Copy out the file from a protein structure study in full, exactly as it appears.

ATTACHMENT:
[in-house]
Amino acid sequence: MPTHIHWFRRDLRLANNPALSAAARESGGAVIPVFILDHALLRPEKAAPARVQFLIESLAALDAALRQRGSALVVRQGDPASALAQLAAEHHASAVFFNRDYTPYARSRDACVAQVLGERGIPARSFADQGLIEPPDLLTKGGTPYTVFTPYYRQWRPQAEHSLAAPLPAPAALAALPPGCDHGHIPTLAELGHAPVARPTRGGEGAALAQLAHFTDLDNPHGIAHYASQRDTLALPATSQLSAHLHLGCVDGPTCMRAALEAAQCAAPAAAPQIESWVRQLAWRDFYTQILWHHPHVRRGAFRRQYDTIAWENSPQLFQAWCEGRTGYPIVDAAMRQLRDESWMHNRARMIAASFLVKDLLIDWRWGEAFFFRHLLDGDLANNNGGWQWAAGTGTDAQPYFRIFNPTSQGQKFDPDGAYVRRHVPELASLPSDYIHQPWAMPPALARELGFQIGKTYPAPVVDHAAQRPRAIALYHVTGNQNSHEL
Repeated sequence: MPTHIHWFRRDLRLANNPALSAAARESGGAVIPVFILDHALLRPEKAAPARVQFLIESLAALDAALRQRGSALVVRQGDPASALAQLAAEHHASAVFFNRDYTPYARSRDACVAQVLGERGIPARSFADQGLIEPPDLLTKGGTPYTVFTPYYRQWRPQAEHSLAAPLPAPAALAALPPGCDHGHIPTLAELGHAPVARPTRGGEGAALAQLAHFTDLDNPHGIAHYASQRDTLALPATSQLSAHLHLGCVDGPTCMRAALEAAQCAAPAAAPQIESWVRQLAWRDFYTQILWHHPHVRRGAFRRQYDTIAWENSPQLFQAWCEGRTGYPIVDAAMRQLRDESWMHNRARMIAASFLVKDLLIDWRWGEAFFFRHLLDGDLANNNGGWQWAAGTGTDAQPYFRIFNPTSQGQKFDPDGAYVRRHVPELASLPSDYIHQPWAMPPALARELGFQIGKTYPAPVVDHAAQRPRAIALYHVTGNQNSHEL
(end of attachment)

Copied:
[in-house]
Amino acid sequence: MPTHIHWFRRDLRLANNPALSAAARESGGAVIPVFILDHALLRPEKAAPARVQFLIESLAALDAALRQRGSALVVRQGDPASALAQLAAEHHASAVFFNRDYTPYARSRDACVAQVLGERGIPARSFADQGLIEPPDLLTKGGTPYTVFTPYYRQWRPQAEHSLAAPLPAPAALAALPPGCDHGHIPTLAELGHAPVARPTRGGEGAALAQLAHFTDLDNPHGIAHYASQRDTLALPATSQLSAHLHLGCVDGPTCMRAALEAAQCAAPAAAPQIESWVRQLAWRDFYTQILWHHPHVRRGAFRRQYDTIAWENSPQLFQAWCEGRTGYPIVDAAMRQLRDESWMHNRARMIAASFLVKDLLIDWRWGEAFFFRHLLDGDLANNNGGWQWAAGTGTDAQPYFRIFNPTSQGQKFDPDGAYVRRHVPELASLPSDYIHQPWAMPPALARELGFQIGKTYPAPVVDHAAQRPRAIALYHVTGNQNSHEL
Repeated sequence: MPTHIHWFRRDLRLANNPALSAAARESGGAVIPVFILDHALLRPEKAAPARVQFLIESLAALDAALRQRGSALVVRQGDPASALAQLAAEHHASAVFFNRDYTPYARSRDACVAQVLGERGIPARSFADQGLIEPPDLLTKGGTPYTVFTPYYRQWRPQAEHSLAAPLPAPAALAALPPGCDHGHIPTLAELGHAPVARPTRGGEGAALAQLAHFTDLDNPHGIAHYASQRDTLALPATSQLSAHLHLGCVDGPTCMRAALEAAQCAAPAAAPQIESWVRQLAWRDFYTQILWHHPHVRRGAFRRQYDTIAWENSPQLFQAWCEGRTGYPIVDAAMRQLRDESWMHNRARMIAASFLVKDLLIDWRWGEAFFFRHLLDGDLANNNGGWQWAAGTGTDAQPYFRIFNPTSQGQKFDPDGAYVRRHVPELASLPSDYIHQPWAMPPALARELGFQIGKTYPAPVVDHAAQRPRAIALYHVTGNQNSHEL